Nature Ramble at Oyster Creek

During a two hour morning nature walk at Oyster Creek Park, Charlotte County, FL, we observed an unusual number of interesting flowers and animals. This is a 250 acre park surrounded by urban development, primarily made up of hydric pine flatwoods but including a tidal creek and several constructed freshwater ponds.

Among the flowers in bloom, the most striking was the pink spiderwort or roseling (see photo). The beautiful pink coloration attracts attention to this rather rare species- or at least rarely seen. I have once observed hundreds of them in bloom at the nearby Myakka State Forest after a high intensity fire. A somewhat similarly-colored rose rush was seen in bud along with blooms of hat-pins, candy root, tread-softly, prickly pear, toad flax, yellow-eyed grass, and others.

A most unusual reptilian sighting was two young gopher tortoises in separate areas (see photo in hand). Such juvenile tortoises are rarely seen, perhaps because they are so vulnerable to predation. One of these tortoises had bite marks on the plastron and healed cracks in its shell. We debated the possible age of this animal based on counts of growth rings of the scutes of the carapace. What do you think? I am guessing maybe 6 years old but it is hard to be certain.

Another turtle seen is more common but not so often seen on land, namely a large female Florida softshell. She was covered with dirt, probably from her efforts in constructing a nest and laying eggs in the nearby sandy areas. Aquatic turtles have to leave water to reproduce since all turtles lay eggs- none give live birth as do some sea snakes. This exposes them to predation and the eggs are also quite often predated by armadillos and raccoons.

Finally we came across a nest of killdeer plovers with two adults in attendance. What I assumed was the female stood over the nest (see photo), and when she left briefly we could see the beautifully camouflaged eggs laid in a simple scrape in the ground (see photo). Such eggs are quite difficult to find without observing the female nearby. The likely female also carried out the famous “broken wing” act (see photo) whereby she dragged her wing, spread her tail, and cried pitifully to convince a threatening predator that she would be an easy meal. Of course she skillfully draws the predator away from the nest by her actions.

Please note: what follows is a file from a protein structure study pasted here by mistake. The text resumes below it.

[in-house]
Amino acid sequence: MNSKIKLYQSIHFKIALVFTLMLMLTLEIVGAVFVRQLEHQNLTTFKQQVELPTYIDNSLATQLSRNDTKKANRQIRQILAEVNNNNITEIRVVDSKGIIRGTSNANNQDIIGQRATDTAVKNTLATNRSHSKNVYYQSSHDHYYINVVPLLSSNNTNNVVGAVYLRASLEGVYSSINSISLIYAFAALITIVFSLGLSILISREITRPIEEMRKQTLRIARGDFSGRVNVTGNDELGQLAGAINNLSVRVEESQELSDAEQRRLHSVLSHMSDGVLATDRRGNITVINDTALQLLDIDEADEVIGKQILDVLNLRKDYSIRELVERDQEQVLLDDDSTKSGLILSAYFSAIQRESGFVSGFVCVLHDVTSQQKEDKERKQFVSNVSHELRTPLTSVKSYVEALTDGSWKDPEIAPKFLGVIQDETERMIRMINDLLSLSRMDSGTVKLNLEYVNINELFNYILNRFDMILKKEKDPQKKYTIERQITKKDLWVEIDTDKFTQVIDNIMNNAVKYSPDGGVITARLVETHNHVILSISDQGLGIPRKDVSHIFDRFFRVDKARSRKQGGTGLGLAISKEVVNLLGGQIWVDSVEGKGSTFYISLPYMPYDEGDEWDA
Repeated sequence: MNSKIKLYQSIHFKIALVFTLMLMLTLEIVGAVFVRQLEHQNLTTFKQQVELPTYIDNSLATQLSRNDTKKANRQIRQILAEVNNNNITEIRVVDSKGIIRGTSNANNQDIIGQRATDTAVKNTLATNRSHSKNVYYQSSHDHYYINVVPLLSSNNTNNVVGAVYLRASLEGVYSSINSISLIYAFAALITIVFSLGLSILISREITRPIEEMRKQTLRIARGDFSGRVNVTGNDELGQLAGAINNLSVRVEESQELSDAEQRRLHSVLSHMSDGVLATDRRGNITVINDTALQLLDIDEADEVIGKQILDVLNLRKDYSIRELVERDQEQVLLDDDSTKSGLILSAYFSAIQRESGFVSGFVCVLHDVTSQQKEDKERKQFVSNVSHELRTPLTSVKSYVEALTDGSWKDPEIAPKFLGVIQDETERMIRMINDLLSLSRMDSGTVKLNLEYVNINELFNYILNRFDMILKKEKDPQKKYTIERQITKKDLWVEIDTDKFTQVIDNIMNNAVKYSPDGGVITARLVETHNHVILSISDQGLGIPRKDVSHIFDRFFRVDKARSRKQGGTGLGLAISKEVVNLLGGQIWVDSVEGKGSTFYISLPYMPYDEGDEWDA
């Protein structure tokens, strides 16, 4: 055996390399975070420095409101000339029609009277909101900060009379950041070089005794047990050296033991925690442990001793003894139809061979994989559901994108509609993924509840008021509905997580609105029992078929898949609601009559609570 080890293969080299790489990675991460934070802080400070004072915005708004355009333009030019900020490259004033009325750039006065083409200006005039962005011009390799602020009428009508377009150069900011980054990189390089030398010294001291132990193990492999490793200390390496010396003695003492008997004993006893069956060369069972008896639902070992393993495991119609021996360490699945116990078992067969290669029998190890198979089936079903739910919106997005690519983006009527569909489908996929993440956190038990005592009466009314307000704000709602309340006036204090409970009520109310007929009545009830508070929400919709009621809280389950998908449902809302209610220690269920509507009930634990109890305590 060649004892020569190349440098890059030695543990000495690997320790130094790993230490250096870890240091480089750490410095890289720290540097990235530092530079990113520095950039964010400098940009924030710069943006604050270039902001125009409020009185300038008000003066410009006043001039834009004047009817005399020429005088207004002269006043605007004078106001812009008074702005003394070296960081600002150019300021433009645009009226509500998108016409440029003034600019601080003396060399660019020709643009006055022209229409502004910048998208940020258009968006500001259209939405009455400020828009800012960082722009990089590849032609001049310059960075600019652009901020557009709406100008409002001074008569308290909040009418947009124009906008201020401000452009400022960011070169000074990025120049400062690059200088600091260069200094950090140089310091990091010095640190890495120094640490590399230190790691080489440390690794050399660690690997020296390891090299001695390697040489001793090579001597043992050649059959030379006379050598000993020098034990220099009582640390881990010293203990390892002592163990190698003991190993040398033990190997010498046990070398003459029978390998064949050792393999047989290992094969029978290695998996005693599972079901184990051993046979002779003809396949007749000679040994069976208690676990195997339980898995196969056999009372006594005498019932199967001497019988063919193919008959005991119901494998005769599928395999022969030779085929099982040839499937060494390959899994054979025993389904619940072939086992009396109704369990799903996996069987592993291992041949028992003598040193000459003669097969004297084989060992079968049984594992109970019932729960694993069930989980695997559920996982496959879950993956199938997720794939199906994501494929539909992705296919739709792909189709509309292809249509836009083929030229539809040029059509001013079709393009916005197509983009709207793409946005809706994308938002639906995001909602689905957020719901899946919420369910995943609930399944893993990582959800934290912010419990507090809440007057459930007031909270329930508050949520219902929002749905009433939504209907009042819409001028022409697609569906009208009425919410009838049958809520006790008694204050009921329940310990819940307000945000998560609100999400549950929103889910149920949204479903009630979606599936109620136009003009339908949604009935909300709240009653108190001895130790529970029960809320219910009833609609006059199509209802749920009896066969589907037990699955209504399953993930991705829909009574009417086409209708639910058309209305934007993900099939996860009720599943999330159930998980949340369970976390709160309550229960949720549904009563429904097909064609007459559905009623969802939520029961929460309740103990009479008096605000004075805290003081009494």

We came away from our brief walk in this urban park with a renewed sense of wonder at the remarkable variety and beauty of life in all its forms.

Bill Dunson
Englewood, FL & Galax, VA

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Bill Dunson

About Bill Dunson

Bill Dunson, born in rural Georgia, skipped 12th grade and went directly to Yale. Bill subsequent-ly received a PhD in Zoology from the University of Michigan, studying softshell turtles. Bill is Professor Emeritus of Pennsylvania State University thanks to a career spent entirely at that institution, teaching and doing research on the physio-logical ecology and ecotoxiciology of reptiles, amphibians and fish. Always curious about nature, Bill has dedicated his life to learning and sharing his knowledge with others. He has served on many advisory boards here in Southwest Florida to preserve the water that gives life to our region.

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